I discovered that I was a symbolic analyst about 16 years ago. I attended a luncheon for instructors of a university for which I teach part time. (Guess what, teachers are symbolic analysts—so I’m twice one!). The guest speaker was Robert Reich, former secretary of labor under President Clinton. Although my fellow instructors and I were dining in Woodland Hills, California, Reich addressed us from the East Coast over a large television screen. Reich described what a symbolic analyst is (he apparently invented the term in his book The Work of Nations) and why those who are, should congratulate themselves. The reason for such self-adulation: symbolic analysts probably will earn more money and be more employable than the two other job categories he delineated—routine producers (manufacturers of goods and low-level supervisors) and service workers (waiters, janitors, plumbers, etc.).

Reich posited that about 20 percent of the labor force in the then emerging global economy would be symbolic analysts and that these symbolic analysts would be able to easily work anywhere. The producers and service workers, on the other hand, would be mostly restricted to where they live. Furthermore, because of their education, mobility and ability to solve problems, symbolic analysts likely will earn more money than workers in the other two categories. They also likely will be more employable, as robots eventually could take over many of the production and service jobs. (Where do medical professionals fit? Are they service workers whose jobs will be taken over by robots?)

I hope it doesn’t sound like hubris, but I take comfort in knowing that I’m a symbolic analyst. Yet I do admit that John W. Gardner (another former Cabinet member) may have been on to something when he said, “The society which scorns excellence in plumbing as a humble activity and tolerates shoddiness in philosophy because it is an exalted activity will have neither good plumbing nor good philosophy: neither its pipes nor its theories will hold water.”

Incidentally, I just figured out that I’m thrice a symbolic analyst, as Reich lists consultants among the elect.

Exploring the Wave of Telecommuting

Years ago I read the book The Third Wave by Alvin Toffler. Toffler discusses the progress of civilization. He notes that the first wave was the Agricultural Revolution: humans evolved from being primarily hunter-gathers to planters and domesticators of animals. People during that “wave” mostly lived adjacent to where they worked. The second wave was the Industrial Revolution: humans migrated to cities and manufactured goods. Life became more complex. People often had to travel miles to do their work.

The Third Wave is the Information Age: people are transitioning from primarily manufacturing goods to providing services. Much of what they do involves the exchanging of information. (Interestingly, when The Third Wave was first published, personal computers were about five years away.) And Toffler posited that most people in the Information Age would be working at home or relatively nearby. (Or that’s how I recall it.)

I read The Third Wave when I just started out as a member of the workforce, and now I’m nearing the end of my employable years. All this time I’ve been waiting for Toffler’s prediction to come true. Since I moved to Los Angeles in 1977, I’ve had jobs that involved commutes of a half hour, 45 minutes, an hour, and 90 minutes. During most of this time, I could have done much of my work in either my bachelor apartment or the home I share with my family. Yet it is only now as I get closer to the end of my career that I am enjoying the benefits of telecommuting—at least for two out of every five workdays. Alvin, what took us so long?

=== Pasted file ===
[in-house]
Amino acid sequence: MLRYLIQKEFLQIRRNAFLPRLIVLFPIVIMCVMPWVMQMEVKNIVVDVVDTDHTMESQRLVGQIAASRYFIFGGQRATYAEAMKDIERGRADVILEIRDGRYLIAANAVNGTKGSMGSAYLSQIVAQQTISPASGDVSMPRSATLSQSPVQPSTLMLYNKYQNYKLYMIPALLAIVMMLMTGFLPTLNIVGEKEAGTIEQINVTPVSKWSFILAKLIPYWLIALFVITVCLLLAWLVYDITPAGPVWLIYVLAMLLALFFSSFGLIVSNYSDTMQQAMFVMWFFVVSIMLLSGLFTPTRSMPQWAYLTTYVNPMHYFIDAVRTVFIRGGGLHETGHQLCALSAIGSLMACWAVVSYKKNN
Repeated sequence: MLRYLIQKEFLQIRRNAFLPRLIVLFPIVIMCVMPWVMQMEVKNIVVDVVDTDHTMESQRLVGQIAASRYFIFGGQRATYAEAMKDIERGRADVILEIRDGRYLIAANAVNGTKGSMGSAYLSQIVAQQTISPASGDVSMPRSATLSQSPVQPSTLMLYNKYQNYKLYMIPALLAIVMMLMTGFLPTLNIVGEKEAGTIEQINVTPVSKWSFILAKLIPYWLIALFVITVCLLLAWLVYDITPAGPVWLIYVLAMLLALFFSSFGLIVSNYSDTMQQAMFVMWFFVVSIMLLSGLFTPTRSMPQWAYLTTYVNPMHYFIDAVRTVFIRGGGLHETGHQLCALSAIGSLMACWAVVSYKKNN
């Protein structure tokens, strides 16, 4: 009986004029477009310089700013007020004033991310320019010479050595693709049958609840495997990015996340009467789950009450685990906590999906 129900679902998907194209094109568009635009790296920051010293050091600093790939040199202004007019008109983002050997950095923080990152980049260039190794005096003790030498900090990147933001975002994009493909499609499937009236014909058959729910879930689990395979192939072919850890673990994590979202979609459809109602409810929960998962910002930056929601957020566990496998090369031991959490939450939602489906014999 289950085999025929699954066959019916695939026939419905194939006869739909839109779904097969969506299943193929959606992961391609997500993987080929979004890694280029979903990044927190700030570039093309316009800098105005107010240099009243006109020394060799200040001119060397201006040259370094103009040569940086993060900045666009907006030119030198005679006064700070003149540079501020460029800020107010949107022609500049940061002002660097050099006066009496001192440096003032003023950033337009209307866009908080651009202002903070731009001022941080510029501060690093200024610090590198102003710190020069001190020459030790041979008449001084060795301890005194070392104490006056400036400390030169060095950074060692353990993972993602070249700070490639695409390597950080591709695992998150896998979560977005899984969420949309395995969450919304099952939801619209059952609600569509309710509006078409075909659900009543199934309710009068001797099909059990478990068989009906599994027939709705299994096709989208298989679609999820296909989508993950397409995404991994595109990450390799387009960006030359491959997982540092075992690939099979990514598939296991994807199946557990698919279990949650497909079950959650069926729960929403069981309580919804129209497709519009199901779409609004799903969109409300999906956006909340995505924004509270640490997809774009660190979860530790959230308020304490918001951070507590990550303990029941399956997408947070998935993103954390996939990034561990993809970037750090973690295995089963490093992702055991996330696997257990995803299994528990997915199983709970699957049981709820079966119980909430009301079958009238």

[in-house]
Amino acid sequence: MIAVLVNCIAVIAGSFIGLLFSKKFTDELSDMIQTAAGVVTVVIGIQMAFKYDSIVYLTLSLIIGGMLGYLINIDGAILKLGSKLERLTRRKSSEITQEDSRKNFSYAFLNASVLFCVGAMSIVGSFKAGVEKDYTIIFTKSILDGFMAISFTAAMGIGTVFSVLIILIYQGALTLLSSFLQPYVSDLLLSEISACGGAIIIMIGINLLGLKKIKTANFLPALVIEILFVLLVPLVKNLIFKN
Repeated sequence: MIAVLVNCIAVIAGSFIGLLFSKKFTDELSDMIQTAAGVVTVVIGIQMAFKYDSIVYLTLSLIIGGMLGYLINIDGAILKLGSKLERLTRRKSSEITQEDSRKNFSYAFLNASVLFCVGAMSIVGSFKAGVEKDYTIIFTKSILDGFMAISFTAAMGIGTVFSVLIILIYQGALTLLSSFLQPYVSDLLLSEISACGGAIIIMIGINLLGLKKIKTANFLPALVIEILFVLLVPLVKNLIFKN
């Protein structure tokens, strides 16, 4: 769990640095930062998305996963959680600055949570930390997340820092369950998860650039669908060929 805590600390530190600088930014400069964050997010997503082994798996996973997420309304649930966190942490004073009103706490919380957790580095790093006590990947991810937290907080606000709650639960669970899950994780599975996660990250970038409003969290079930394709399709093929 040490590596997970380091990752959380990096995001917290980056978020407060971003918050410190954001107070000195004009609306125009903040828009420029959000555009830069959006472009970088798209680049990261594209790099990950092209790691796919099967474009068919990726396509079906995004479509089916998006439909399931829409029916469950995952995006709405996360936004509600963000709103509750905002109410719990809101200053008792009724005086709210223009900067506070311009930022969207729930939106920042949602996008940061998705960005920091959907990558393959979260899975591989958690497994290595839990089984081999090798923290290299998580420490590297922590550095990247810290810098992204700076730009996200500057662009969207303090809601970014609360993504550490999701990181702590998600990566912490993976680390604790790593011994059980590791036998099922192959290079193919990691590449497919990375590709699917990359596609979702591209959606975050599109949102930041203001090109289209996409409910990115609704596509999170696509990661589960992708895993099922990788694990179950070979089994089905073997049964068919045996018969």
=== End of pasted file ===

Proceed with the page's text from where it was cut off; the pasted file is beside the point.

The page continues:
I am grateful to the California Society of CPAs for allowing me and most of my colleagues to work from home. I’ve been doing this for more than six months now, and I think my productivity has improved, mostly because I have fewer distractions. And telecommuting has allowed me to spend more time with my family as I gain back those hours spent in my car driving to and from an office. As a result, I am a happier person.

To those who say that telecommuters cannot collaborate as well with their colleagues because they don’t see them every day, I respond that even when I’m in the office I primarily communicate with fellow employees by email or phone, which I can do just as well at home. And nowadays I can video conference through my home computer.

Some people wonder how managers can tell if home-based employees are actually working. But generally people who are hard-workers in office settings will also be hard-workers at home. In fact, they probably are faster and more dedicated workers because they are happy that they can work remotely.

Obviously most jobs cannot be done at home, but for those of us who are primarily symbolic analysts (and I’ll write about that next time), we likely can do our work regardless of where we are in the world or what time zone we’re in. All we need is a personal computer. Even a smart phone or a tablet PC can keep us connected—and on the job—with clients, customers and colleagues.

Does your employer offer a telecommuting option? If you have employees, do you allow them to telecommute? What are the advantages and disadvantages of telecommuting compared to working mostly in a traditional office setting?

It Don’t Mean a Thing If It Ain’t Got That Sig